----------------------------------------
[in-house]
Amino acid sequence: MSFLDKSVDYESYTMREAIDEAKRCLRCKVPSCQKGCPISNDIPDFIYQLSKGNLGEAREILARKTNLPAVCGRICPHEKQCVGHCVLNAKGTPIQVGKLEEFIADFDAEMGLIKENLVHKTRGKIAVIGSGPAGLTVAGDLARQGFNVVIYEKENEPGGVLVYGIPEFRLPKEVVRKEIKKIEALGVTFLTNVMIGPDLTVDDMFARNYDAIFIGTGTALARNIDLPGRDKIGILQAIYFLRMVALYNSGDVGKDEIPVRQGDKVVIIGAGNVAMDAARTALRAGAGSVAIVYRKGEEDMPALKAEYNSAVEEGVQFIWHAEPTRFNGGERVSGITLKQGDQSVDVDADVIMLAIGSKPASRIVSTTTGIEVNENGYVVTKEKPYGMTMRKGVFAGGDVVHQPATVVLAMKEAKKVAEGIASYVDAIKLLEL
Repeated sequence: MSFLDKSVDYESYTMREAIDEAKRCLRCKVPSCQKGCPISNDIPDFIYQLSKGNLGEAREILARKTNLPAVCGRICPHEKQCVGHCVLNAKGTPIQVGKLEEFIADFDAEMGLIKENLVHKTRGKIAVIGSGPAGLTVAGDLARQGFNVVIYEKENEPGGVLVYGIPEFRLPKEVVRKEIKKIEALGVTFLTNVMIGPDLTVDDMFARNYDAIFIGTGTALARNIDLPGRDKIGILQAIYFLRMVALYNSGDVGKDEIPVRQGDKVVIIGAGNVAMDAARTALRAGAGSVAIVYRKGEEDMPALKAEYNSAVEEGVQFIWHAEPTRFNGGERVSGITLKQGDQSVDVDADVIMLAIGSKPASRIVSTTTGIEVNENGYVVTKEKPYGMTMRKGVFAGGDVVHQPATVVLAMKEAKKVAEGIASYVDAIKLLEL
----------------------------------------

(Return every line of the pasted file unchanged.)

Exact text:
[in-house]
Amino acid sequence: MSFLDKSVDYESYTMREAIDEAKRCLRCKVPSCQKGCPISNDIPDFIYQLSKGNLGEAREILARKTNLPAVCGRICPHEKQCVGHCVLNAKGTPIQVGKLEEFIADFDAEMGLIKENLVHKTRGKIAVIGSGPAGLTVAGDLARQGFNVVIYEKENEPGGVLVYGIPEFRLPKEVVRKEIKKIEALGVTFLTNVMIGPDLTVDDMFARNYDAIFIGTGTALARNIDLPGRDKIGILQAIYFLRMVALYNSGDVGKDEIPVRQGDKVVIIGAGNVAMDAARTALRAGAGSVAIVYRKGEEDMPALKAEYNSAVEEGVQFIWHAEPTRFNGGERVSGITLKQGDQSVDVDADVIMLAIGSKPASRIVSTTTGIEVNENGYVVTKEKPYGMTMRKGVFAGGDVVHQPATVVLAMKEAKKVAEGIASYVDAIKLLEL
Repeated sequence: MSFLDKSVDYESYTMREAIDEAKRCLRCKVPSCQKGCPISNDIPDFIYQLSKGNLGEAREILARKTNLPAVCGRICPHEKQCVGHCVLNAKGTPIQVGKLEEFIADFDAEMGLIKENLVHKTRGKIAVIGSGPAGLTVAGDLARQGFNVVIYEKENEPGGVLVYGIPEFRLPKEVVRKEIKKIEALGVTFLTNVMIGPDLTVDDMFARNYDAIFIGTGTALARNIDLPGRDKIGILQAIYFLRMVALYNSGDVGKDEIPVRQGDKVVIIGAGNVAMDAARTALRAGAGSVAIVYRKGEEDMPALKAEYNSAVEEGVQFIWHAEPTRFNGGERVSGITLKQGDQSVDVDADVIMLAIGSKPASRIVSTTTGIEVNENGYVVTKEKPYGMTMRKGVFAGGDVVHQPATVVLAMKEAKKVAEGIASYVDAIKLLEL